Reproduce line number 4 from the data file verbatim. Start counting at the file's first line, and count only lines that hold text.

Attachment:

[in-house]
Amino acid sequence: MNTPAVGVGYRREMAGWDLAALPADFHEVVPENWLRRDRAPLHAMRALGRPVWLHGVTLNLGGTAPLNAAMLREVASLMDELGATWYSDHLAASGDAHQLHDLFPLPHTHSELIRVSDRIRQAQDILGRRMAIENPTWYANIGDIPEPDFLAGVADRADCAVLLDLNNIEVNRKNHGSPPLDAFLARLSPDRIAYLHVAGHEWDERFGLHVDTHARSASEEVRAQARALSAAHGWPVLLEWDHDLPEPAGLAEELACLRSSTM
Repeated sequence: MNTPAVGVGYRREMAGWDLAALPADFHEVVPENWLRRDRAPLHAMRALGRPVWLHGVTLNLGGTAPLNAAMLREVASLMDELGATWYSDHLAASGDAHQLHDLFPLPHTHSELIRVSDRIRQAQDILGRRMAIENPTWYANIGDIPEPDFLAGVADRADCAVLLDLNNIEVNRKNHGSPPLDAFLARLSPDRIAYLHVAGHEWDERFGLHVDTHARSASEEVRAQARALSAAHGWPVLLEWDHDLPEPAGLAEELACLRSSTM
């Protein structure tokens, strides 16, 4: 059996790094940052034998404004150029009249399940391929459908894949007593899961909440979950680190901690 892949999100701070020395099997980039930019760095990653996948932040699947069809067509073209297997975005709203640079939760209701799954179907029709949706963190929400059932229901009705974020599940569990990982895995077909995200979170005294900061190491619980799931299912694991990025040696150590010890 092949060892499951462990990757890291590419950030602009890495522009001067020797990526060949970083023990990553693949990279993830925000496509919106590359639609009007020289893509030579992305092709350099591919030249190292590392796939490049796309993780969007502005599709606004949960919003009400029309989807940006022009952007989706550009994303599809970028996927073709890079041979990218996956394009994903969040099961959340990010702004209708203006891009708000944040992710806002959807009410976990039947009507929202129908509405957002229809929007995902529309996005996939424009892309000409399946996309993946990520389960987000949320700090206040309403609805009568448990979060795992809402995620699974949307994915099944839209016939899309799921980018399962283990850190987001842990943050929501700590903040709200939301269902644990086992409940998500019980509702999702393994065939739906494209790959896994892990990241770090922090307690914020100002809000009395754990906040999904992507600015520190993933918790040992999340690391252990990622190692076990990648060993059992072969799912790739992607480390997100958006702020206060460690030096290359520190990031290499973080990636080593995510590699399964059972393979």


């Protein structure tokens, strides 16, 4: 059996790094940052034998404004150029009249399940391929459908894949007593899961909440979950680190901690 892949999100701070020395099997980039930019760095990653996948932040699947069809067509073209297997975005709203640079939760209701799954179907029709949706963190929400059932229901009705974020599940569990990982895995077909995200979170005294900061190491619980799931299912694991990025040696150590010890 092949060892499951462990990757890291590419950030602009890495522009001067020797990526060949970083023990990553693949990279993830925000496509919106590359639609009007020289893509030579992305092709350099591919030249190292590392796939490049796309993780969007502005599709606004949960919003009400029309989807940006022009952007989706550009994303599809970028996927073709890079041979990218996956394009994903969040099961959340990010702004209708203006891009708000944040992710806002959807009410976990039947009507929202129908509405957002229809929007995902529309996005996939424009892309000409399946996309993946990520389960987000949320700090206040309403609805009568448990979060795992809402995620699974949307994915099944839209016939899309799921980018399962283990850190987001842990943050929501700590903040709200939301269902644990086992409940998500019980509702999702393994065939739906494209790959896994892990990241770090922090307690914020100002809000009395754990906040999904992507600015520190993933918790040992999340690391252990990622190692076990990648060993059992072969799912790739992607480390997100958006702020206060460690030096290359520190990031290499973080990636080593995510590699399964059972393979």